Reporting Mary Bubala
BALTIMORE (WJZ)—The wait is on. Jurors in George Huguely’s murder trial are forced to wait three days before they can start processing all they saw and heard about the tragic death of Cockeysville native Yeardley Love.
As Mary Bubula reports, Huguely faces life in prison if convicted of the most serious charge, making the stakes very high in the quest to find justice for Love.
Jurors have time to think as deliberations are delayed three days.
Court was closed Monday because of the holiday and a grand jury day was previously set for Tuesday. So jurors will reconvene Wednesday morning.
Attorney Byron Warnken says the wait could favor one side.
“Time works to the advantage of the prosecution because I imagine the tone, the tenor, the vibrations in the community are very sympathetic to the victim,” Warnken said.
In closing arguments, Huguely’s defense attorneys stressed that Love’s death was an accident. They told jurors Huguely was “stupid, drunk, but not calculating. You get what you get. He’s a boy athlete.”
But the prosecutor described how Love was left faced down in her bed in a pool of blood after Huguely kicked in her door and beat her, telling jurors “This was not an accident.”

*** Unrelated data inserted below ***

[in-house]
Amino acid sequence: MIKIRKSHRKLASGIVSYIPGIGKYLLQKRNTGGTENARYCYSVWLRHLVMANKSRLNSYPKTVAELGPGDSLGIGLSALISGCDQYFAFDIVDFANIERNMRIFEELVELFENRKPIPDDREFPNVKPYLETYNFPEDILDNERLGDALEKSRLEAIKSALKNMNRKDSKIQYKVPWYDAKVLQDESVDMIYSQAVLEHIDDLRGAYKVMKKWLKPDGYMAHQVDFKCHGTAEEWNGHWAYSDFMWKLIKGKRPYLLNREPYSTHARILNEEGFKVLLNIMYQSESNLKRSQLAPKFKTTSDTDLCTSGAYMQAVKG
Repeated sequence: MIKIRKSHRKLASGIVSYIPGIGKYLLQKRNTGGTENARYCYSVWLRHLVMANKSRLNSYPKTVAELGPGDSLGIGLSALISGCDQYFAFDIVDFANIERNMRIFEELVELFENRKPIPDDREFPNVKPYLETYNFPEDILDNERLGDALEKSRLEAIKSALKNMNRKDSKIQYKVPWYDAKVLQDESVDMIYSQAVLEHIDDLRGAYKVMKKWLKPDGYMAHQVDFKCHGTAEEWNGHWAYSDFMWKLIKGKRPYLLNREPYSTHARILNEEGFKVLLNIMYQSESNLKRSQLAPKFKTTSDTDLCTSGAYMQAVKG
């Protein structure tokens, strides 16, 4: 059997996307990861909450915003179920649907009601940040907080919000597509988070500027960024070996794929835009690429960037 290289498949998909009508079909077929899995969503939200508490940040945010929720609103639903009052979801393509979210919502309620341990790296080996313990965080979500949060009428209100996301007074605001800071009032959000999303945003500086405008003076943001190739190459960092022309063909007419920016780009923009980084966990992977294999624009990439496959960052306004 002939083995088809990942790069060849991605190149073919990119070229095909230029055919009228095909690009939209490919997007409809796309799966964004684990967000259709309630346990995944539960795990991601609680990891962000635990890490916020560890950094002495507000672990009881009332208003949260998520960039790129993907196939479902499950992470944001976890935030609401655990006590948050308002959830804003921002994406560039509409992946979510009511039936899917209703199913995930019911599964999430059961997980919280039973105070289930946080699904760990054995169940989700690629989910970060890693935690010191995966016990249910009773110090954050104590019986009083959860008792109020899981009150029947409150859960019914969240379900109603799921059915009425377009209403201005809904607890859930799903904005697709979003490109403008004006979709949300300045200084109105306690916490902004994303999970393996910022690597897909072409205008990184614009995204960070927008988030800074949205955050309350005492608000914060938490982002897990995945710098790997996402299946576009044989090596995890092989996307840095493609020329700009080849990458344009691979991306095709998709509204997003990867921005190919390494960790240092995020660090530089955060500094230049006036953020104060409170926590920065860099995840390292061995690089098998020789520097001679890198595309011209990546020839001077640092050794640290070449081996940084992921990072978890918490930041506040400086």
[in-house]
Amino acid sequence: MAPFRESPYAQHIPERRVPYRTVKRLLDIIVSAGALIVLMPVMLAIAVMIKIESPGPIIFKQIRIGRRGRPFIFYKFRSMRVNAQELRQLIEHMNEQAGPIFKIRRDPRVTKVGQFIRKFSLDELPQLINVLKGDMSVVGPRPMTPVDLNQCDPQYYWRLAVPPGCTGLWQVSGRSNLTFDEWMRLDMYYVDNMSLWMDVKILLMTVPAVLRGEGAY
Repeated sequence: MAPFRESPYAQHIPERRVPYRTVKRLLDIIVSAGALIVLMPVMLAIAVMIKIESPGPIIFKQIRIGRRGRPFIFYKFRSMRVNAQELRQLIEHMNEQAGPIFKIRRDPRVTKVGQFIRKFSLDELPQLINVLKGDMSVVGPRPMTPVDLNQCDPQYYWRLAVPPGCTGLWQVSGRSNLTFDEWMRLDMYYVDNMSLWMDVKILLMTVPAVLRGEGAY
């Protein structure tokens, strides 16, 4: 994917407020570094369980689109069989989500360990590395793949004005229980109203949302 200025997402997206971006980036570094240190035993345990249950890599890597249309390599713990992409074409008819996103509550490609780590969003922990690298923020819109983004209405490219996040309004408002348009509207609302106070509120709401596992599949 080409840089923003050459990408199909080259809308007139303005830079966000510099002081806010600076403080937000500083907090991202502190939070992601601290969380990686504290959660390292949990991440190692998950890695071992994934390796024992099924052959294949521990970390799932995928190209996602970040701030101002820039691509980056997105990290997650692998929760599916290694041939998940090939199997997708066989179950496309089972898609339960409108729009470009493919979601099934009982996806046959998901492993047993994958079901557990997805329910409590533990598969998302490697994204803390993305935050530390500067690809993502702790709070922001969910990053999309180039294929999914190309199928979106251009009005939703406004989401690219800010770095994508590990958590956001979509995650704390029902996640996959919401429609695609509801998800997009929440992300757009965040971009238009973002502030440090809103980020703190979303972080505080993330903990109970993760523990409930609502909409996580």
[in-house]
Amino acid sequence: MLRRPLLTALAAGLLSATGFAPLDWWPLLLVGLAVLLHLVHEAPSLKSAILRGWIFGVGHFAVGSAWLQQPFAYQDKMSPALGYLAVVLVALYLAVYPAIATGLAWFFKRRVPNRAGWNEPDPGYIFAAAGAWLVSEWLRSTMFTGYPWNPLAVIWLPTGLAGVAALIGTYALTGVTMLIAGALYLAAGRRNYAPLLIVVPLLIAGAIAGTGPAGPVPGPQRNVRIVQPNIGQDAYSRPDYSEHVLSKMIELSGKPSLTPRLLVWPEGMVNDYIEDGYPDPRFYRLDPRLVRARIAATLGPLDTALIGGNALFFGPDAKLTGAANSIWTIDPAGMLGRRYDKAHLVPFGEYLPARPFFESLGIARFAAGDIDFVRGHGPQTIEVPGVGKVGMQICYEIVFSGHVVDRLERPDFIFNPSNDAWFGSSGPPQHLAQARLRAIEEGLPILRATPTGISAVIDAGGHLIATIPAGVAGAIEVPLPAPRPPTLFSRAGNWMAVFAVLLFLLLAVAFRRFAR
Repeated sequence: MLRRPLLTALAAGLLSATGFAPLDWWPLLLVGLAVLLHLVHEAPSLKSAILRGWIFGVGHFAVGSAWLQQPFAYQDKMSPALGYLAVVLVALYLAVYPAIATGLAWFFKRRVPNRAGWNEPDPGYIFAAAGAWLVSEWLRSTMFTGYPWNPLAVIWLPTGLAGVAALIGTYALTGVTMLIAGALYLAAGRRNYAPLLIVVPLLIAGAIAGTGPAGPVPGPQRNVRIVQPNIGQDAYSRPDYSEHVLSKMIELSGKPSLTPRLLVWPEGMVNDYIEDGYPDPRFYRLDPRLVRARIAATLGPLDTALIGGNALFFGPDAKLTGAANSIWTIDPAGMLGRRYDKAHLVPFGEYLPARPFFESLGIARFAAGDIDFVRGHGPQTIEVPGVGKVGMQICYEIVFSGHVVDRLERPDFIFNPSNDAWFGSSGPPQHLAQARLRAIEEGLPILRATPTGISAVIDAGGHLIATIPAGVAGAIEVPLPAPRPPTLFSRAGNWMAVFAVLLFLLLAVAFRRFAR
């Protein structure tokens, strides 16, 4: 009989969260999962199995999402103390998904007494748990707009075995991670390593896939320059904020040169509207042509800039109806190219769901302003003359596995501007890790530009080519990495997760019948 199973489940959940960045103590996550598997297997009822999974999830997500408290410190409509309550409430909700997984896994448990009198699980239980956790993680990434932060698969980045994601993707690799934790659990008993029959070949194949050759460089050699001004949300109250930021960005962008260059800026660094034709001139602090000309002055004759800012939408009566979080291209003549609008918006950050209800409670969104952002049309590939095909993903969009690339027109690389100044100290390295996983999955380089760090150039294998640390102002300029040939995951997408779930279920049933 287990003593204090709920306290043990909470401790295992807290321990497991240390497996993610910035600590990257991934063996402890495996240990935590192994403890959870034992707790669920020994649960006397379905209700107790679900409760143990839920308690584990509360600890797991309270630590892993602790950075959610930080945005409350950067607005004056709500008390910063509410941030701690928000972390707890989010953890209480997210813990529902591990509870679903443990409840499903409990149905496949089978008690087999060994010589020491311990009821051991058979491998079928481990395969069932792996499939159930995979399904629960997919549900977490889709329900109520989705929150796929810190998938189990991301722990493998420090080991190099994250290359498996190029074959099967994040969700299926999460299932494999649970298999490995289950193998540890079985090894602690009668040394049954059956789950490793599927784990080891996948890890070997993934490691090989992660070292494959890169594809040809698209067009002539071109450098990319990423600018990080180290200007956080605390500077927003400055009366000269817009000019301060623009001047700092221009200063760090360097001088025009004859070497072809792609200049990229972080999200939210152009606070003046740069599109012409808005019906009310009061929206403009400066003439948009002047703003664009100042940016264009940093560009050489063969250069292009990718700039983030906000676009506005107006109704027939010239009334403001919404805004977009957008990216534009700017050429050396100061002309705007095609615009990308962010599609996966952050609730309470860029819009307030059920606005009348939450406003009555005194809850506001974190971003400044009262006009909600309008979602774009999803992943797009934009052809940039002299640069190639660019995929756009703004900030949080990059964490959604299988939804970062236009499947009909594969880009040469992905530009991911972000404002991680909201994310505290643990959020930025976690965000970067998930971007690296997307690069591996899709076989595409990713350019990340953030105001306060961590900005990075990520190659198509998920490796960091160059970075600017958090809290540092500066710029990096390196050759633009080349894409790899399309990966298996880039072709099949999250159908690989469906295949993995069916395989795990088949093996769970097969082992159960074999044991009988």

When they come back Wednesday, jurors will decide if Huguely is guilty of first-degree murder and/or felony murder, second-degree murder, voluntary manslaughter or involuntary manslaughter.
Legal experts watching the case closely think the jury could convict Huguely on felony murder because it doesn’t require premeditation.
“If he has an intent to burglarize and during the burglary is causally connected to bringing about her death, it’s felony murder– even though it’s not premeditation, but it still gets the prosecution to the same place which is first-degree,” Warnken said.
But to get the felony murder conviction, jurors have to believe Love’s computer — stolen by Huguely and thrown in a dumpster– was worth more than $200. That’s something the defense contends it was not.
It’s a complicated case. Jurors heard from 60 witnesses, including family, friends and teammates of Huguely and Love and many medical experts who gave conflicting testimony.